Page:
“Upon close scrutiny, I notice that this gown is rather yellow about the cuffs. I hope these stains about the chest are ketchup rather than blood. The last wearer of this might have been stabbed by hoodlums.” “Here, put on this cap.” The man gave Ignatius a little rectangle of white paper.
“I am certainly not wearing a paper cap. The one that I have is perfectly good and far more healthful.”
“You can’t wear a hunting cap. This is the Paradise vendor’s uniform.”
“I will not wear that paper cap! I am not going to die of pneumonia while playing this little game for you. Plunge the fork into my vital organs, if you wish. I will not wear that cap. Death before dishonor and disease.” “Okay, drop it,” the old man sighed. “Come on and take this cart here.”
“Do you think that I am going to be seen on the streets with that damaged abomination?” Ignatius asked furiously, smoothing the vendor’s smock over his body. “Give me that shiny one with the white sidewall tires.” “Awright, awright,” the old man said testily. He opened the lid on the little well in the cart and with a fork slowly began transferring hot dogs from the pot to the little well in the cart. “Now I give you a dozen hot dogs.” He opened another lid in the top of the metal bun. “I’m putting a package of buns in here. Got that?” He closed that lid and pulled upon a little side door cut in the shining red tin dog. “In here they got a little can of liquid heat keeps the hot dogs warm.” “My God,” Ignatius said with some respect. “These carts are like Chinese puzzles. I suspect that I will continually be pulling at the wrong opening.”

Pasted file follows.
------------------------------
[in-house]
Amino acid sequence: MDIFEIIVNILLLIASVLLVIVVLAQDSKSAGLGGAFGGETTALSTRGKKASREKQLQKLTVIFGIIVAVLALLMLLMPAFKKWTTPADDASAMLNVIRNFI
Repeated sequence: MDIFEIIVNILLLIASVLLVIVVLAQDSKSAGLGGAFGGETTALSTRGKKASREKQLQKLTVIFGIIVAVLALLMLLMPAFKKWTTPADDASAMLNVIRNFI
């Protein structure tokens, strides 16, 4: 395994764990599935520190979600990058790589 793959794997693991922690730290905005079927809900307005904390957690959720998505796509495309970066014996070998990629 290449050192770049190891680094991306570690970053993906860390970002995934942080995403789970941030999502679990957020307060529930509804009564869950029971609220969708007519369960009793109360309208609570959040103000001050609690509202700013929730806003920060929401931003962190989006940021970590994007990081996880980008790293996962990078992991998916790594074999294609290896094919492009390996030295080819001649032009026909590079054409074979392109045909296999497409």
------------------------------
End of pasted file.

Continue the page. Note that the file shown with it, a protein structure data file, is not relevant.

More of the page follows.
The old man opened still another lid cut in the rear of the hot dog.
“What’s in there? A machine gun?”
“The mustard and ketchup’s in here.”
“Well, I shall give this a brave try, although I may sell someone the can of liquid heat before I get too far.”
The old man rolled the cart to the door of the garage and said, “Okay, buddy, go ahead.”
“Thank you so much,” Ignatius replied and wheeled the big tin hot dog out onto the sidewalk. “I will be back promptly in an hour.”
“Get off the sidewalk with that thing.”
“I hope that you don’t think I am going out into traffic.”
“You can get yourself arrested for pushing one of them things on the sidewalk.”
“Good,” Ignatius said. “If the police follow me, they might prevent a robbery.”
Ignatius pushed slowly away from the headquarters of Paradise Vendors through the heavy pedestrian traffic that moved to either side of the big hot dog like waves on a ship’s prow. This was a better way of passing time than seeing personnel managers, several of whom, Ignatius thought, had treated him rather viciously in the last few days. Since the movie houses were now off limits due to lack of funds, he would have had to drift, bored and aimless, around the business district until it seemed safe to return home. The people on the street looked at Ignatius, but no one bought. After he had gone half a block, he began calling, “Hot dogs! Hot dogs from Paradise!” “Get in the street, pal,” the old man cried somewhere behind him.